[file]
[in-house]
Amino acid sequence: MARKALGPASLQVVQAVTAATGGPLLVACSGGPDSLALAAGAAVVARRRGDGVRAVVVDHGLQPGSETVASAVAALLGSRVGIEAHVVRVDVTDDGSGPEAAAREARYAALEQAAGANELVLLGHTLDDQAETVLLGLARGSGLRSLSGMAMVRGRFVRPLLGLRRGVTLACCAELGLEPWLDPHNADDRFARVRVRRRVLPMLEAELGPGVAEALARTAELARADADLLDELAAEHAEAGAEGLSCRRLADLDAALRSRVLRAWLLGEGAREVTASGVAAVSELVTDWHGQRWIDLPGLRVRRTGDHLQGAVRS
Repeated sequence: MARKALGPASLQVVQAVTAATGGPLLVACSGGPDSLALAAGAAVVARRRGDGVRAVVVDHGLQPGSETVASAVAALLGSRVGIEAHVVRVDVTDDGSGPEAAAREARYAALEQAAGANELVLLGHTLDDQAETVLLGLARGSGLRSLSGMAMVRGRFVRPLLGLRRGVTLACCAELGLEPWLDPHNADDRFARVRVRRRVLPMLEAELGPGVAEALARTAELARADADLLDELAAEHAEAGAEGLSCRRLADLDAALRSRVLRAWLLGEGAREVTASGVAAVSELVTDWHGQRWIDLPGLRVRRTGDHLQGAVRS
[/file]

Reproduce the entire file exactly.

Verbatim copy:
[in-house]
Amino acid sequence: MARKALGPASLQVVQAVTAATGGPLLVACSGGPDSLALAAGAAVVARRRGDGVRAVVVDHGLQPGSETVASAVAALLGSRVGIEAHVVRVDVTDDGSGPEAAAREARYAALEQAAGANELVLLGHTLDDQAETVLLGLARGSGLRSLSGMAMVRGRFVRPLLGLRRGVTLACCAELGLEPWLDPHNADDRFARVRVRRRVLPMLEAELGPGVAEALARTAELARADADLLDELAAEHAEAGAEGLSCRRLADLDAALRSRVLRAWLLGEGAREVTASGVAAVSELVTDWHGQRWIDLPGLRVRRTGDHLQGAVRS
Repeated sequence: MARKALGPASLQVVQAVTAATGGPLLVACSGGPDSLALAAGAAVVARRRGDGVRAVVVDHGLQPGSETVASAVAALLGSRVGIEAHVVRVDVTDDGSGPEAAAREARYAALEQAAGANELVLLGHTLDDQAETVLLGLARGSGLRSLSGMAMVRGRFVRPLLGLRRGVTLACCAELGLEPWLDPHNADDRFARVRVRRRVLPMLEAELGPGVAEALARTAELARADADLLDELAAEHAEAGAEGLSCRRLADLDAALRSRVLRAWLLGEGAREVTASGVAAVSELVTDWHGQRWIDLPGLRVRRTGDHLQGAVRS